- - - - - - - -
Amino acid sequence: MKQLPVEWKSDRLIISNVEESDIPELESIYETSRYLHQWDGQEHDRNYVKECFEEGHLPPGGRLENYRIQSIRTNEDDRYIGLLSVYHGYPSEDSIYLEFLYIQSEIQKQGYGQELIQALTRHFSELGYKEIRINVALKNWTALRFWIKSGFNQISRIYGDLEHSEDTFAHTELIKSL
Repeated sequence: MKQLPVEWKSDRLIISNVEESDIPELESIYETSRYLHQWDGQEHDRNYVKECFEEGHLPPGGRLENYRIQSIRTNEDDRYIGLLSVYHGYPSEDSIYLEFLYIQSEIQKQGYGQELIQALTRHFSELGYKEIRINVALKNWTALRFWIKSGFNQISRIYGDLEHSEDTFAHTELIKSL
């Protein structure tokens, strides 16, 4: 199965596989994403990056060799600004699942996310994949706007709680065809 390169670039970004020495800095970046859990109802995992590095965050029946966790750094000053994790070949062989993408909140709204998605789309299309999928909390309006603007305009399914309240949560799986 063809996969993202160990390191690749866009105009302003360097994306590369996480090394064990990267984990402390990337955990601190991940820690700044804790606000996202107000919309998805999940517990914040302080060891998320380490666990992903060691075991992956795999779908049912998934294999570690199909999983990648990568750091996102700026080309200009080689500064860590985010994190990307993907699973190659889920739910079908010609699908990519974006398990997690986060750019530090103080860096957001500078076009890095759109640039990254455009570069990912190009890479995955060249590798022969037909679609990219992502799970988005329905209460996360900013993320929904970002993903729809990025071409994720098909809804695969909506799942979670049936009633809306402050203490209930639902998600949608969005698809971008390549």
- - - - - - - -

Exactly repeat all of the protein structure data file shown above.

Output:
Amino acid sequence: MKQLPVEWKSDRLIISNVEESDIPELESIYETSRYLHQWDGQEHDRNYVKECFEEGHLPPGGRLENYRIQSIRTNEDDRYIGLLSVYHGYPSEDSIYLEFLYIQSEIQKQGYGQELIQALTRHFSELGYKEIRINVALKNWTALRFWIKSGFNQISRIYGDLEHSEDTFAHTELIKSL
Repeated sequence: MKQLPVEWKSDRLIISNVEESDIPELESIYETSRYLHQWDGQEHDRNYVKECFEEGHLPPGGRLENYRIQSIRTNEDDRYIGLLSVYHGYPSEDSIYLEFLYIQSEIQKQGYGQELIQALTRHFSELGYKEIRINVALKNWTALRFWIKSGFNQISRIYGDLEHSEDTFAHTELIKSL
């Protein structure tokens, strides 16, 4: 199965596989994403990056060799600004699942996310994949706007709680065809 390169670039970004020495800095970046859990109802995992590095965050029946966790750094000053994790070949062989993408909140709204998605789309299309999928909390309006603007305009399914309240949560799986 063809996969993202160990390191690749866009105009302003360097994306590369996480090394064990990267984990402390990337955990601190991940820690700044804790606000996202107000919309998805999940517990914040302080060891998320380490666990992903060691075991992956795999779908049912998934294999570690199909999983990648990568750091996102700026080309200009080689500064860590985010994190990307993907699973190659889920739910079908010609699908990519974006398990997690986060750019530090103080860096957001500078076009890095759109640039990254455009570069990912190009890479995955060249590798022969037909679609990219992502799970988005329905209460996360900013993320929904970002993903729809990025071409994720098909809804695969909506799942979670049936009633809306402050203490209930639902998600949608969005698809971008390549």